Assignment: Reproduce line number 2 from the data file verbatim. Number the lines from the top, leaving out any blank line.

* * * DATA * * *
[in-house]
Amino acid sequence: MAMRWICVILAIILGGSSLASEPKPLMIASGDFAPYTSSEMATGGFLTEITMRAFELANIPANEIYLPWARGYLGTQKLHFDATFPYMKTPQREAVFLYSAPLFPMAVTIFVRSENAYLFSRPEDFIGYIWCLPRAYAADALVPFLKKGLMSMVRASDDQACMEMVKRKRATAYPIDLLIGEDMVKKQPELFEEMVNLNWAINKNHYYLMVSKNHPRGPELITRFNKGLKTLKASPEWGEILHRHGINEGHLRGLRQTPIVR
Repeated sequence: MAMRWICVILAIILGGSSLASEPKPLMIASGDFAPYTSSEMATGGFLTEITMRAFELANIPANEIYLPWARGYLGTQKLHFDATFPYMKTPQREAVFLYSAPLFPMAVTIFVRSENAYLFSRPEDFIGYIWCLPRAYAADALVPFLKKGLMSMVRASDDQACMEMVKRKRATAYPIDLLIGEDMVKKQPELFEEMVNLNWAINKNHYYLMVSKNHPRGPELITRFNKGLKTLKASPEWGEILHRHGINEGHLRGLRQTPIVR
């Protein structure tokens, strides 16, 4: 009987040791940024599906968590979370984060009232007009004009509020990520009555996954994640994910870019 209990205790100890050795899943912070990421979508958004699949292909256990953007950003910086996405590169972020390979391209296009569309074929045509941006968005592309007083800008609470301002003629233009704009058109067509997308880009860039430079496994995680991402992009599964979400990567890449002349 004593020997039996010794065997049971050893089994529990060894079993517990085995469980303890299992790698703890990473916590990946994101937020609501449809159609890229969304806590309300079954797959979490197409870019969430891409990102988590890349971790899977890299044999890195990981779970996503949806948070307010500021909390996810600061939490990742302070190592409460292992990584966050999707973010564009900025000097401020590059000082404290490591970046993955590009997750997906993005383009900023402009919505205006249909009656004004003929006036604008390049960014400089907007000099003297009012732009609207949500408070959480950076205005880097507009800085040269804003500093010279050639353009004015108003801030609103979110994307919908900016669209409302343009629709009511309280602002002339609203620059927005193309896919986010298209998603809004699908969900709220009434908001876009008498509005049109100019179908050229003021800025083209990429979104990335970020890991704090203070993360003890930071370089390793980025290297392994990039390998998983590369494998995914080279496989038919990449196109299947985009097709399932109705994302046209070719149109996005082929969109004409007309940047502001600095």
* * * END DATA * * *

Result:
Amino acid sequence: MAMRWICVILAIILGGSSLASEPKPLMIASGDFAPYTSSEMATGGFLTEITMRAFELANIPANEIYLPWARGYLGTQKLHFDATFPYMKTPQREAVFLYSAPLFPMAVTIFVRSENAYLFSRPEDFIGYIWCLPRAYAADALVPFLKKGLMSMVRASDDQACMEMVKRKRATAYPIDLLIGEDMVKKQPELFEEMVNLNWAINKNHYYLMVSKNHPRGPELITRFNKGLKTLKASPEWGEILHRHGINEGHLRGLRQTPIVR